Our Continuing Debt

“Owe no one anything, but to love one another,” admonishes the apostle Paul, writing to the church at Rome.  Some translations expand this with words like “except the continuing debt to love one another.”  I’ve been thinking a bit about this debt, how we come to owe  it and what the whole transaction looks like.  Consider:

The source of Love is God, who is in this case, let’s say, the Creditor.  He has advanced us a generous supply of love, as much as we need and plenty left over.  He has even put up the collateral for his own loan, we might say, by means of his most valuable asset, the life of his Son.

Or we could observe that this Son, Jesus Christ, has co-signed for our debt, with his own blood.

As with every transaction, there are terms and conditions.  Since this is a debt, it must be considered as a loan.  God has given us his love, and he expects a return on his investment.  He has taken a risk on us.  He expects repayment, in regular installments.

And he has designated very specifically who his collecting agent is for your debt:  It is your neighbor.  It is the hungry person, the homeless person, the sick or imprisoned person, the one needing clothes, whom you encounter in the course of your life, who is our Co-Signer’s Agent for this debt collection.  It is even your enemy:  “But I tell you who hear, love your enemies, and do good, and lend, not expecting to be repaid. So shall you be sons of your Father in heaven, for he is kind to the unmerciful and the ungrateful.”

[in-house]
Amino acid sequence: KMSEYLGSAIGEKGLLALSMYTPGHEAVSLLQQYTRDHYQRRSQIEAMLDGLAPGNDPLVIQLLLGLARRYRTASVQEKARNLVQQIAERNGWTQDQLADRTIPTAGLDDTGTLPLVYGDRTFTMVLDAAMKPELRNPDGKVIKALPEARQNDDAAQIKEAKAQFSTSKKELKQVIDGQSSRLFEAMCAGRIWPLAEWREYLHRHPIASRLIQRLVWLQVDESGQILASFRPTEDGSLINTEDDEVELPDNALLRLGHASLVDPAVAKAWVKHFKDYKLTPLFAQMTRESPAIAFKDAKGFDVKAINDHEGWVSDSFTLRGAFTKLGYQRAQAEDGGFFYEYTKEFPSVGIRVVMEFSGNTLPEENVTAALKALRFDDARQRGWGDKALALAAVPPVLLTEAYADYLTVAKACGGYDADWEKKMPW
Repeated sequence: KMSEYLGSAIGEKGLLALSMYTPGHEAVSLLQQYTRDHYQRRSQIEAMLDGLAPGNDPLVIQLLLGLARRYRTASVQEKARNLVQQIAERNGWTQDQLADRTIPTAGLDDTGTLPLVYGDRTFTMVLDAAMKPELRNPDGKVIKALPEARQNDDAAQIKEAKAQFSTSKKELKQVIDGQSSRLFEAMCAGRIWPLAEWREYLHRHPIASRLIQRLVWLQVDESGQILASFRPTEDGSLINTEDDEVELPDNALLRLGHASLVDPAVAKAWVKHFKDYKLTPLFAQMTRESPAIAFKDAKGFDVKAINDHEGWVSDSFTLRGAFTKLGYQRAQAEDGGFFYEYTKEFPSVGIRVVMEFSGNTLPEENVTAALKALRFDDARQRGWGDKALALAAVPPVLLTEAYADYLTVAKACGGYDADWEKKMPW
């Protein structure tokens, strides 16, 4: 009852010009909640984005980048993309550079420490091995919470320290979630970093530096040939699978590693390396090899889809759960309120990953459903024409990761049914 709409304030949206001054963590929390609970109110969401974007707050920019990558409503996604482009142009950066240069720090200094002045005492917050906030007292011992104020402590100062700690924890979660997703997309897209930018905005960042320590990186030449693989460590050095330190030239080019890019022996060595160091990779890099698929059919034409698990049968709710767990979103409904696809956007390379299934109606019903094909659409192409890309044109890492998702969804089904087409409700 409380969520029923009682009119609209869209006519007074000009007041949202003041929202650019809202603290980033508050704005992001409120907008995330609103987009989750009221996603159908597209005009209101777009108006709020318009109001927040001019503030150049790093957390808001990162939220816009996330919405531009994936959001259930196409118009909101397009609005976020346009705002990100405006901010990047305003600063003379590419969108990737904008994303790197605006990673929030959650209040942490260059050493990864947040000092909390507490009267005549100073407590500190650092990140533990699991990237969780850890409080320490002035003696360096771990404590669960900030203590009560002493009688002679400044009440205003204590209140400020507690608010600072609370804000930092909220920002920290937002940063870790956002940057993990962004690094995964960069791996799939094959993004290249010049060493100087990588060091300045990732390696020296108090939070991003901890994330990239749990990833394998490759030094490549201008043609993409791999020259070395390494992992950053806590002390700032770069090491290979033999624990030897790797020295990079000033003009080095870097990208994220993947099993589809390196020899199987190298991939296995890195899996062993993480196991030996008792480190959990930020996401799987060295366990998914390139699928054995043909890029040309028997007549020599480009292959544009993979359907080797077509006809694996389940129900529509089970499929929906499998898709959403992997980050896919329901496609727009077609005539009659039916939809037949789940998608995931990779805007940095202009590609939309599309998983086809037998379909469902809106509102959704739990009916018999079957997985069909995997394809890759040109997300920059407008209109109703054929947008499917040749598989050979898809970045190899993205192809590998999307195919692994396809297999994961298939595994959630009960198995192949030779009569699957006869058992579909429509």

Yes, just as we are told not to expect to get back all we lend, God does not expect full repayment.  We’ll never be able to love as fully or as completely as He has loved us. But he does expect a continuing good faith effort:  regular payments, no matter how small the installment may be.  If we keep all his bounty for ourselves, he will require it all of us as Immediately Due And Payable (see Matthew 18:21-35); but if we make regular payments in good faith, then grace will be shown on the day when all accounts are to be settled, for then our Co-Signer will mark our account “Paid In Full.”


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